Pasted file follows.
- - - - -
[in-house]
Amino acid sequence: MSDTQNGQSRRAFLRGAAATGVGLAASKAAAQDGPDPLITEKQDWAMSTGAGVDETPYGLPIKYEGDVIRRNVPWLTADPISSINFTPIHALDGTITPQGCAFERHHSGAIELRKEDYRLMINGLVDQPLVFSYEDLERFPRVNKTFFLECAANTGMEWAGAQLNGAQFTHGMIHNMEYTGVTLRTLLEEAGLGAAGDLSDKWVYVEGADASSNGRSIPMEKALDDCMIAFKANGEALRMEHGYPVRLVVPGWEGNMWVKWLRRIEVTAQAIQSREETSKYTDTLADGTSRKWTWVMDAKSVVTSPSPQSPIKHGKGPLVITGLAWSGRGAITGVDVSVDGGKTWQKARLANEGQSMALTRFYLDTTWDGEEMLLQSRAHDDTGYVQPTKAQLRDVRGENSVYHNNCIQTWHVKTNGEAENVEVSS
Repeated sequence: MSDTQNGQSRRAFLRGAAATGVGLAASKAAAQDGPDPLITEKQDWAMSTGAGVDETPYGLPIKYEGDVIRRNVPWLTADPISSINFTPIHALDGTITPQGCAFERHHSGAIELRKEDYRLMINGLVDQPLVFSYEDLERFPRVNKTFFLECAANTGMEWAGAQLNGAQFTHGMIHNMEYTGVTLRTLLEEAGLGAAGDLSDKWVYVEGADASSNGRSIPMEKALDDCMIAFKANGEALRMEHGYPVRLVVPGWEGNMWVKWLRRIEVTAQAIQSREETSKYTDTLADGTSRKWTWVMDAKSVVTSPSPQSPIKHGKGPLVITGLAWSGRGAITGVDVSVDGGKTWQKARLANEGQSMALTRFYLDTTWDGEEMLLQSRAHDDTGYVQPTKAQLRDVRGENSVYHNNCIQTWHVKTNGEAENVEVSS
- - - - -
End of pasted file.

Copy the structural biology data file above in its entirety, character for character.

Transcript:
[in-house]
Amino acid sequence: MSDTQNGQSRRAFLRGAAATGVGLAASKAAAQDGPDPLITEKQDWAMSTGAGVDETPYGLPIKYEGDVIRRNVPWLTADPISSINFTPIHALDGTITPQGCAFERHHSGAIELRKEDYRLMINGLVDQPLVFSYEDLERFPRVNKTFFLECAANTGMEWAGAQLNGAQFTHGMIHNMEYTGVTLRTLLEEAGLGAAGDLSDKWVYVEGADASSNGRSIPMEKALDDCMIAFKANGEALRMEHGYPVRLVVPGWEGNMWVKWLRRIEVTAQAIQSREETSKYTDTLADGTSRKWTWVMDAKSVVTSPSPQSPIKHGKGPLVITGLAWSGRGAITGVDVSVDGGKTWQKARLANEGQSMALTRFYLDTTWDGEEMLLQSRAHDDTGYVQPTKAQLRDVRGENSVYHNNCIQTWHVKTNGEAENVEVSS
Repeated sequence: MSDTQNGQSRRAFLRGAAATGVGLAASKAAAQDGPDPLITEKQDWAMSTGAGVDETPYGLPIKYEGDVIRRNVPWLTADPISSINFTPIHALDGTITPQGCAFERHHSGAIELRKEDYRLMINGLVDQPLVFSYEDLERFPRVNKTFFLECAANTGMEWAGAQLNGAQFTHGMIHNMEYTGVTLRTLLEEAGLGAAGDLSDKWVYVEGADASSNGRSIPMEKALDDCMIAFKANGEALRMEHGYPVRLVVPGWEGNMWVKWLRRIEVTAQAIQSREETSKYTDTLADGTSRKWTWVMDAKSVVTSPSPQSPIKHGKGPLVITGLAWSGRGAITGVDVSVDGGKTWQKARLANEGQSMALTRFYLDTTWDGEEMLLQSRAHDDTGYVQPTKAQLRDVRGENSVYHNNCIQTWHVKTNGEAENVEVSS